As mentioned previously, OSPF has five kinds of routing protocol packets, and each is identified by the Type field in the protocol header. Now, we will discuss those packet types in more detail.
The Hello Packet
OSPF Packet type 1, as shown in Figure 9-2, is the hello packet.
Figure 9-2. OSPF Hello Packet
Figure 9-2. OSPF Hello Packet
The basic function of the hello packet is to establish a neighbor relationship, to elect the designated router, and to negotiate optional capabilities. These optional capabilities include negotiating the E bit setting to determine whether the attached area is a stub, the DC bit to indicate demand circuit, the N/P bit indicating whether the router supports NSSA, and EA external attributes.
All routers connected to a common network must agree on all the parameters to form an adjacency. An adjacency is formed between two routers when complete database information is received and acknowledged. At this point, the adjacent routers agree that both of them have identical information in their databases.
Figure 9-3 shows the frequency with which hello packets are sent on different types of links. On broadcast and point-to-point links, hello packets are sent every 10 seconds, by default. On NBMA networks, hello packets are sent every 30 seconds, by default.
Figure 9-3. Frequency of Hello Packets on Various Links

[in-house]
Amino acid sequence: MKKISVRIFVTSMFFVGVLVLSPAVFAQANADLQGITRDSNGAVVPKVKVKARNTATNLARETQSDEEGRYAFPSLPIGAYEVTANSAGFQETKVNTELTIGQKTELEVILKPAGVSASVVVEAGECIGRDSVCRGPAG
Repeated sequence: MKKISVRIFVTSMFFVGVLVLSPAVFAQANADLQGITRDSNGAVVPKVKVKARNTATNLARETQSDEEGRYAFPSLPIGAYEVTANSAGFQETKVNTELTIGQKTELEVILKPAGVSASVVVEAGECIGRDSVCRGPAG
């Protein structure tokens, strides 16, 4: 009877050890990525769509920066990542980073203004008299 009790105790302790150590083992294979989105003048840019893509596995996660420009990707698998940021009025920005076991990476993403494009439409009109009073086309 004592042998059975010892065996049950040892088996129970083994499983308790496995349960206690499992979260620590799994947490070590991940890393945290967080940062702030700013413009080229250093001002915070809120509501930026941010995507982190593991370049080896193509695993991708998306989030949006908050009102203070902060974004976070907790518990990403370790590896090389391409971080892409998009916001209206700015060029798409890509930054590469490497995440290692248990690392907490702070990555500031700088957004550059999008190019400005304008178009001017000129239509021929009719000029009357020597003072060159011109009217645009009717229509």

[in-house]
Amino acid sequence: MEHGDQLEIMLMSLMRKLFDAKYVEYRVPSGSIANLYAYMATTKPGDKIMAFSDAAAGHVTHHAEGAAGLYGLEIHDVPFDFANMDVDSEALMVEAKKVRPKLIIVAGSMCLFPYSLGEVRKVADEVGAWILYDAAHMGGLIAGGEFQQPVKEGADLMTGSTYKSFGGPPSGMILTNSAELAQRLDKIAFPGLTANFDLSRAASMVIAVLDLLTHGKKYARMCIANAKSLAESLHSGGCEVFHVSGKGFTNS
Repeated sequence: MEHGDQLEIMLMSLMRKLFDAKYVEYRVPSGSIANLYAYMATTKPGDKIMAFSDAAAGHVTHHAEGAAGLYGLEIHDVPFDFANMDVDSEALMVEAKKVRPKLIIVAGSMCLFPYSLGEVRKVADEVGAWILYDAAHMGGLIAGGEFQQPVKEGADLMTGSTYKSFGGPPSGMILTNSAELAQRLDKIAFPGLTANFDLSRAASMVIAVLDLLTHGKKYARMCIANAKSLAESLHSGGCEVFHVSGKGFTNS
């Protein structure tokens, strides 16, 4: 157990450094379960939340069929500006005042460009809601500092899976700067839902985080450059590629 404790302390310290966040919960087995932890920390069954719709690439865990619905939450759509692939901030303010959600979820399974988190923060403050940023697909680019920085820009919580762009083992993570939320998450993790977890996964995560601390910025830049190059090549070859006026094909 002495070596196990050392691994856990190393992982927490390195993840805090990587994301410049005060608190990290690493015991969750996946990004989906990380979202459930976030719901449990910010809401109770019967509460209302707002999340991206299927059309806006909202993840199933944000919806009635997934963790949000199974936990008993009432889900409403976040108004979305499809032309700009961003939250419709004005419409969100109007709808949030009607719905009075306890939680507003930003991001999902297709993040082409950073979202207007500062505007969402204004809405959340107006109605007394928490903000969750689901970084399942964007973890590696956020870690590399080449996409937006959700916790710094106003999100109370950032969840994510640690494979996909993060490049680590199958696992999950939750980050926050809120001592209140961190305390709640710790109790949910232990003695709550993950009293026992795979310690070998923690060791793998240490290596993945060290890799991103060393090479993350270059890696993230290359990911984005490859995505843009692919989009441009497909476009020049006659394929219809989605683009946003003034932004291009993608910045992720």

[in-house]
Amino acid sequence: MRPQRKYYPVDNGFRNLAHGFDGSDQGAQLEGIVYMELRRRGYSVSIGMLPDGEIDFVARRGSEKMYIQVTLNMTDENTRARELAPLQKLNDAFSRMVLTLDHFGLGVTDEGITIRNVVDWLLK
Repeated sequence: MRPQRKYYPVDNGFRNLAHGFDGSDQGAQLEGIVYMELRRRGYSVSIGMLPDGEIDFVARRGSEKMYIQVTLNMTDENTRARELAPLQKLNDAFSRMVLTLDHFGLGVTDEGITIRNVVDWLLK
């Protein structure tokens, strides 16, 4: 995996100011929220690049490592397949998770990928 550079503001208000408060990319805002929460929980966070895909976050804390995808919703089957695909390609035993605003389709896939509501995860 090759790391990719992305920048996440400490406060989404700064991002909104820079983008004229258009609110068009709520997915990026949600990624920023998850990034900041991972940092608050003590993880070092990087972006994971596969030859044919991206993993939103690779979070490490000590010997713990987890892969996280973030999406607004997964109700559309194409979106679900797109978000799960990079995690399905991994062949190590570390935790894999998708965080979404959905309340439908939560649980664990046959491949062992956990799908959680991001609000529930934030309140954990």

This indicates the network and mask of the attached interface of the router. All routers sharing a common network interface must agree on this value. For example, if you have two routers connected on the same Ethernet, and one router has a subnet mask of 255.255.255.0, the other router that is sharing the same Ethernet should have the same subnet mask.
• Hello interval
This refers to the number of seconds between two consecutive hello packets. All routers attached to a common interface should have the same value.
• Dead interval
This interval is the amount of time before a neighbor is declared dead when a valid hello is not received from that neighbor. The default time for a dead timer is four times the hello interval.
This is a list of all attached routers from which a valid OSPF hello packet has been received recently. Each neighbor is identified by its router ID. Valid packets from the neighbor should be received within the dead interval of the router.
Recall that the hello packet informs all other routers about the identity of the DR. If the DR field is 0.0.0.0, this means that no DR currently exists for this network.
A designated router is the central point for generating link-state algorithms (LSAs) about broadcast and non-broadcast multiaccess networks (NBMA). It is responsible for synchronizing the database with all the other routers on the wire.